August 2020 Meeting Report
August 2020 Coastal Commission Meeting Report
The August Coastal Commission meeting took place virtually from Wednesday, Aug. 12 to Friday, Aug. 14. The Commission deliberating on several important items with coastal resource implications including a land use plan amendment from the City of San Clemente on the definition of major remodel, a consistency certification by SANDAG for the Del Mar Bluffs Emergency Repair Project and an appeal of a CDP in Encinitas for construction of a new blufftop home. The meeting did not result in any vote charts.
San Clemente Tries to Roll Back Beach Protection Policy, Withdraws After Commissioners Push Back
The Coastal Commission certified the City of San Clemente’s Land Use Plan (LUP) update in August 2018. The City’s proposed LUP amendment before the Commission on Thursday attempted to change the baseline date for calculating cumulative alterations to structures toward determining whether overall development should be considered “new” from January 1, 1977, to August 10, 2018, the date of certification of the most recent LUP update. This change is important because it determines when new development or redevelopment will have to come into conformance with the Coastal Act as well as the City’s setback policies.
The Surfrider Foundation spoke during public comment and urged Commissioners to deny the proposed amendment, arguing that to protect San Clemente’s remaining beaches from sea level rise and coastal hazards, the City must adopt a long-term vision for the restoration of the coastline or face total loss of sandy beaches and the recreational opportunities they provide. San Clemente’s iconic beaches once offered ample opportunity for surfing, beachgoing, fishing and other recreational opportunities, but now face total extinction. The City must include the correct definition for redevelopment in the land use plan. If the 2018 date were adopted, coastal development would be able to rely on shoreline armoring for far longer into the future – a death sentence for the beach and important coastal habitats as sea levels rise.
Several Commissioners agreed with Surfrider that ample policy guidance exists – past precedent and previous decisions that define redevelopment as cumulative development completed after January 1, 1977 above the 50 percent threshold – therefore providing no reason to grant an exception to San Clemente. To do so would set a terrible precedent as local jurisdictions across the state tackle sea level rise planning and are looking at these early examples for guidance on acceptable adaptation policies. Indeed, Commissioner Dayna Bochco stated, “I simply cannot support that we move this date to an arbitrary place because the City wants to.” Commissioners Caryl Hart, Mike Wilson and Sara Aminzadeh all agreed.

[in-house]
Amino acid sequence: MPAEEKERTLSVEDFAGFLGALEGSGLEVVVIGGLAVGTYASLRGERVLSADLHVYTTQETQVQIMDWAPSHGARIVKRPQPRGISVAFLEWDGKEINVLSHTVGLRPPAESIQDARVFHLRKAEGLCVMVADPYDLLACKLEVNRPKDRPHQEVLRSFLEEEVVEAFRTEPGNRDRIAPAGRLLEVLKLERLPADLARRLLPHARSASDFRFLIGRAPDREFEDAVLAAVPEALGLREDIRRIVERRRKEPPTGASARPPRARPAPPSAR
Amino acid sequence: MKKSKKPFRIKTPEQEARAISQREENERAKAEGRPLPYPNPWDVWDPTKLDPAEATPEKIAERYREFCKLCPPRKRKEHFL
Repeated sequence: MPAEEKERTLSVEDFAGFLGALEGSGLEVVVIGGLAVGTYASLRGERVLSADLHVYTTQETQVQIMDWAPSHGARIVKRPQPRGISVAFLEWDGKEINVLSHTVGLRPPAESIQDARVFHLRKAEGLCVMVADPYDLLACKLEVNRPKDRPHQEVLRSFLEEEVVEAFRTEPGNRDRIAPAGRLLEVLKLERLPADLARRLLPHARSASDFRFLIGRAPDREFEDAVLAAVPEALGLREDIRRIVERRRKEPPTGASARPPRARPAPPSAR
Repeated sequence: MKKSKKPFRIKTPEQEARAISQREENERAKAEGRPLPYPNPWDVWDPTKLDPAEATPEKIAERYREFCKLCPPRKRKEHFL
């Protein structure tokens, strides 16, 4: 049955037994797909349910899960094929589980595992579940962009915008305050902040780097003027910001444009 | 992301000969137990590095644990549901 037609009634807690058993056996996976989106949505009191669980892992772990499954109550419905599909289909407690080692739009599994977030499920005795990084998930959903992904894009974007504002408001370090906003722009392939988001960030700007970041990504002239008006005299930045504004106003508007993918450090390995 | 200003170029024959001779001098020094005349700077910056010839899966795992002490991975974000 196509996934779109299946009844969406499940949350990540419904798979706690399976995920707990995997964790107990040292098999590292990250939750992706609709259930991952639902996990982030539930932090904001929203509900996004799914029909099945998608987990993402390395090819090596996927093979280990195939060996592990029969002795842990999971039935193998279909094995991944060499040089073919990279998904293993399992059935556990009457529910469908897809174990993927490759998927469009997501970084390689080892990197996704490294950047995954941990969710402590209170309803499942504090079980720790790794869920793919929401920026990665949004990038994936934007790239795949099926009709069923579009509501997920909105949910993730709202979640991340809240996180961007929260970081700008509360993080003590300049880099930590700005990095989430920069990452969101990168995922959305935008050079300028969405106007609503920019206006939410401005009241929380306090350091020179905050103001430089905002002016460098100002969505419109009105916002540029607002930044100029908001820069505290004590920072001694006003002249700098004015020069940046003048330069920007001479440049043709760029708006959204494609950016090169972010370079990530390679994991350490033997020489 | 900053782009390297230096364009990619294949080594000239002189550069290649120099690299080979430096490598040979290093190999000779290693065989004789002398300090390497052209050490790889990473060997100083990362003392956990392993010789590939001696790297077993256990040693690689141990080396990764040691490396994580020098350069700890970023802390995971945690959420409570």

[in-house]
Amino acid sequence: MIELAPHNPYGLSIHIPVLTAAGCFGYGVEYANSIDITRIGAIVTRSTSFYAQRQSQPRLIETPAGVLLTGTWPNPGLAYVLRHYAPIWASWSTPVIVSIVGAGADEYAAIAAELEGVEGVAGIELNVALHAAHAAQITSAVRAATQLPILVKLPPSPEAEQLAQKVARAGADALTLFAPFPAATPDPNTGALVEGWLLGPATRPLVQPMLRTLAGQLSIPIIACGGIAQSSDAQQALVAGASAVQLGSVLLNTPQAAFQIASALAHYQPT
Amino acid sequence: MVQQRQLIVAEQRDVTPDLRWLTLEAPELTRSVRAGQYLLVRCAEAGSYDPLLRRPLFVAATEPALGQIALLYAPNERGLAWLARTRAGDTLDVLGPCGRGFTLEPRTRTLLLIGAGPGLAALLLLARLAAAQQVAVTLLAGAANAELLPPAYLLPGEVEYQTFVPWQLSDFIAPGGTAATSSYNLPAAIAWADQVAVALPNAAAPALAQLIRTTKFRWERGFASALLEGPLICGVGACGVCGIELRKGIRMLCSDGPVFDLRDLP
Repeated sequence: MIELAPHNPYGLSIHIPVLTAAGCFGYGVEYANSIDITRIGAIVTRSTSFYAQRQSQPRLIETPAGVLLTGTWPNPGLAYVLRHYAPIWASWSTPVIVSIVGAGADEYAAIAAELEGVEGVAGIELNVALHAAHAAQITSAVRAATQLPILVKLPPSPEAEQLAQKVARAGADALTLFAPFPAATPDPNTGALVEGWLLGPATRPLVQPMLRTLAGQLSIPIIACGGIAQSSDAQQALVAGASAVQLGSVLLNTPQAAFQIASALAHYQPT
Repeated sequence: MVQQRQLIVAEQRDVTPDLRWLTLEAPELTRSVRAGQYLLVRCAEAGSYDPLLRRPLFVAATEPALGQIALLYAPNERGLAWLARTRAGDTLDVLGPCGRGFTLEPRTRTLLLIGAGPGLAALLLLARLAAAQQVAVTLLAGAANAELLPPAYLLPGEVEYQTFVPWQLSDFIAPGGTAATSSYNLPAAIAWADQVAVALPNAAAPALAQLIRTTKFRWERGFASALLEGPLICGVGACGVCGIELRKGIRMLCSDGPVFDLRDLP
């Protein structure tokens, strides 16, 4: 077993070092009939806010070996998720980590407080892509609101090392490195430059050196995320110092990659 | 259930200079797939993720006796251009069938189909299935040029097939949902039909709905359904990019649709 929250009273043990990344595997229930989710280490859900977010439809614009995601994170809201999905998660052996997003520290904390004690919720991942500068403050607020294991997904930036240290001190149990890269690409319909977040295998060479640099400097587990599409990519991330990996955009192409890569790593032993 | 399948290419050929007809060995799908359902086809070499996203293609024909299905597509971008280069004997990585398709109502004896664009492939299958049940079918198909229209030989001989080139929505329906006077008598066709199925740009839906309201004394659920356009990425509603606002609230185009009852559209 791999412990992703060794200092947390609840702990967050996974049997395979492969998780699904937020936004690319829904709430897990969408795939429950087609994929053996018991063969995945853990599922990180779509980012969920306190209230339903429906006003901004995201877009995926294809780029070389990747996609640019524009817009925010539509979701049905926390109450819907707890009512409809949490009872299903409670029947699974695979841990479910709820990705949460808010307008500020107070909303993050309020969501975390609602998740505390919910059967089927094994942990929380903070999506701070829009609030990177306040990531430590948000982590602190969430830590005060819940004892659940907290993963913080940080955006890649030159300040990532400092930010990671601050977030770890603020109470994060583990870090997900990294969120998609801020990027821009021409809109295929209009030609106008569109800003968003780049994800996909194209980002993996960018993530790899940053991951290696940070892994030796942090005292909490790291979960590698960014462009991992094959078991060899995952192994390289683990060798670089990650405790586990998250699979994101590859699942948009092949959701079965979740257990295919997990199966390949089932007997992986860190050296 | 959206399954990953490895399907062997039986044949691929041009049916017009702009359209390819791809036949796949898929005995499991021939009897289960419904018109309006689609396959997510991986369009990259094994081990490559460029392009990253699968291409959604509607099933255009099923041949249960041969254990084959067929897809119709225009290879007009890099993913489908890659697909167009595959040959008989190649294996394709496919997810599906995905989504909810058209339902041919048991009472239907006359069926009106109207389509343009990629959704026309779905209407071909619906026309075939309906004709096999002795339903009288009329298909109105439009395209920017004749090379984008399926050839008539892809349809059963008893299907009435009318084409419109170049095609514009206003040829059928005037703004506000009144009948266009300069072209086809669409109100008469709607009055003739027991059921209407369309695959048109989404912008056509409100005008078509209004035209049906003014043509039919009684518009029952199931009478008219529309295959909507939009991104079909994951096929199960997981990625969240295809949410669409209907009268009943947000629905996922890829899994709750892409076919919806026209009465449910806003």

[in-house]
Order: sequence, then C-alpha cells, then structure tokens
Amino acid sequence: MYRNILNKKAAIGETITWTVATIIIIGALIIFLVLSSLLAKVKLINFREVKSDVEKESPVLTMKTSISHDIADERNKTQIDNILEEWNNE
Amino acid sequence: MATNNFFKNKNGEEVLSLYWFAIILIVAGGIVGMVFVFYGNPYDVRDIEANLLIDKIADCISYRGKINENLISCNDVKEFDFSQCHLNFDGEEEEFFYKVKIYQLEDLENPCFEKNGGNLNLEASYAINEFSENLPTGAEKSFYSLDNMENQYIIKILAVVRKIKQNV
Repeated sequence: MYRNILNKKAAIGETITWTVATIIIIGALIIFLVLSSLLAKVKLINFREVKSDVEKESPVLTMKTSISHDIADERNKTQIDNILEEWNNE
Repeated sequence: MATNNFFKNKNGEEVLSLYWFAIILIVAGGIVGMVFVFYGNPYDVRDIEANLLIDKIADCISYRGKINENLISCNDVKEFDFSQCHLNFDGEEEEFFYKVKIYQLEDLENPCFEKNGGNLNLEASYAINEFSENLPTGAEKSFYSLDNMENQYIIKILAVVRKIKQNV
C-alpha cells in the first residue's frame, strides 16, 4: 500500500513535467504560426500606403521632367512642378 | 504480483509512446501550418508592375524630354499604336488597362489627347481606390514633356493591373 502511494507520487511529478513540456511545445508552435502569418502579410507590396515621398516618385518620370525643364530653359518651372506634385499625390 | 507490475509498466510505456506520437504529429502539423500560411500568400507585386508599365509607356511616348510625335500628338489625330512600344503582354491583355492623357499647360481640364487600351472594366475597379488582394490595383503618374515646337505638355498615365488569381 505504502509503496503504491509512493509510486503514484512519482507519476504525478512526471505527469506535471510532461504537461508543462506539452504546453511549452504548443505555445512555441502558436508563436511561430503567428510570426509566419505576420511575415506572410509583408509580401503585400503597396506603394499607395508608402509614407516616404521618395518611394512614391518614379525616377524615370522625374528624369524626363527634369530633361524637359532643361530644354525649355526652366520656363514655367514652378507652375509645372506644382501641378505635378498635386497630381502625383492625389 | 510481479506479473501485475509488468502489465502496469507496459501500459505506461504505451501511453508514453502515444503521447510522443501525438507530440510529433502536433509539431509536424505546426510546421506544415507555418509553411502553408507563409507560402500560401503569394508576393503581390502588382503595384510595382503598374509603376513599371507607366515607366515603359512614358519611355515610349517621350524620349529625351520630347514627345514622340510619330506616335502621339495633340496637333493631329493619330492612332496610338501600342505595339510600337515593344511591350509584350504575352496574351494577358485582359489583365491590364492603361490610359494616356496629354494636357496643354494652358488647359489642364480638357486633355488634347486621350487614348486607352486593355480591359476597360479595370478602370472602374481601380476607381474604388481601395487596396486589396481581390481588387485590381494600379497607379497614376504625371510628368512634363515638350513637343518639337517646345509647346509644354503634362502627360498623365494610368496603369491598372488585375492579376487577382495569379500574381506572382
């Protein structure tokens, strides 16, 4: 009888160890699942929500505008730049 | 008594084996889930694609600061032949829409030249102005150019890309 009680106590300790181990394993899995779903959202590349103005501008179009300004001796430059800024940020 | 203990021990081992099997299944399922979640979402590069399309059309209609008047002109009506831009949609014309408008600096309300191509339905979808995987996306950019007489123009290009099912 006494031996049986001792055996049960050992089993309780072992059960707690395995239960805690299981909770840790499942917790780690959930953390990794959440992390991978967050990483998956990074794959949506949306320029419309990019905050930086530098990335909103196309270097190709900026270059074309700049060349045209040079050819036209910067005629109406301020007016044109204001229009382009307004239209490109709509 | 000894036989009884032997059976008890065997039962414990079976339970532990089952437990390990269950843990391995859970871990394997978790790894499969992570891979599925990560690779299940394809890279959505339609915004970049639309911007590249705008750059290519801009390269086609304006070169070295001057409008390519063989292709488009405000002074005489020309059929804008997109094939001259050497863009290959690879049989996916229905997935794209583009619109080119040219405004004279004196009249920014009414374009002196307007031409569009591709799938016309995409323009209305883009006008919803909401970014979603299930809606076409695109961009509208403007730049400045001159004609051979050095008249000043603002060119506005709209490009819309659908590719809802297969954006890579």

In contrast, Commission Chair Steve Padilla had a differing view, repeating several times that previously adopted sea level rise policy guidance was not sufficient to base decisions on and that the Commission should have a set policy or regulation change to codify a policy position on the matter; lacking such, he would support the amendment. Indeed, a clear definition of redevelopment and existing development within the Commission’s regulations would be preferred – as long as that definition doesn’t doom our public coastal resources upon which our state’s coastal economy and vast recreational opportunities rely.
The City of San Clemente, clearly facing denial, withdrew the application in response to the deliberations thus leaving the burden of coastal zone permitting within the City on the Coastal Commission.
Del Mar Bluffs Stabilization Project
On Wednesday, the Commission heard an application from the San Diego Association of Governments (SANDAG) for an after-the-fact consistency certification for two emergency bluff stabilization measures constructed on the Del Mar Bluffs between November 30 and December 15, 2019. On November 28 and 29, a rainstorm event overwhelmed the drainage systems in the North County Transit District’s railroad right-of-way. Drainage inlets were blocked with sediment and vegetation, and storm water runoff overflowed the railroad trackbed causing significant erosion immediately west of the trackbed at the two locations.
Representatives from the Surfrider Foundation San Diego Chapter commented on the certification, asking the Commission to please keep up the vision and pressure on relocation of the railway. They suggested that the Commission require clear milestones and timelines for working with the community, for monitoring coastal dynamics and for pursuing funding for relocation. Several Commissioners agreed, prompting a lively discussion regarding the need to relocate the railway away from the region’s eroding bluffs, although a specific requirement was not included in the consistency determination.
For more information, see the Surfrider Foundation San Diego County Chapters’ Policy Statement on Blufftop Track Relocation in Del Mar.
New Blufftop Home Appeal in Encinitas
On Thursday, the Commission found substantial issue with an appeal by Commissioners Donne Brownsey, Caryl Hart and the Surfrider Foundation San Diego County Chapter. The proposed project consists of demolition of two existing homes and construction of a new 7,800+ sq. ft blufftop home. In the City’s permit, existing riprap at the base of the bluff below the proposed residence would remain; there is no evidence that the riprap was placed under a permit by the City of Encinitas, the County of San Diego, or by the Coastal Commission. The proposal also raises concerns due to insufficient setback from the bluff edge.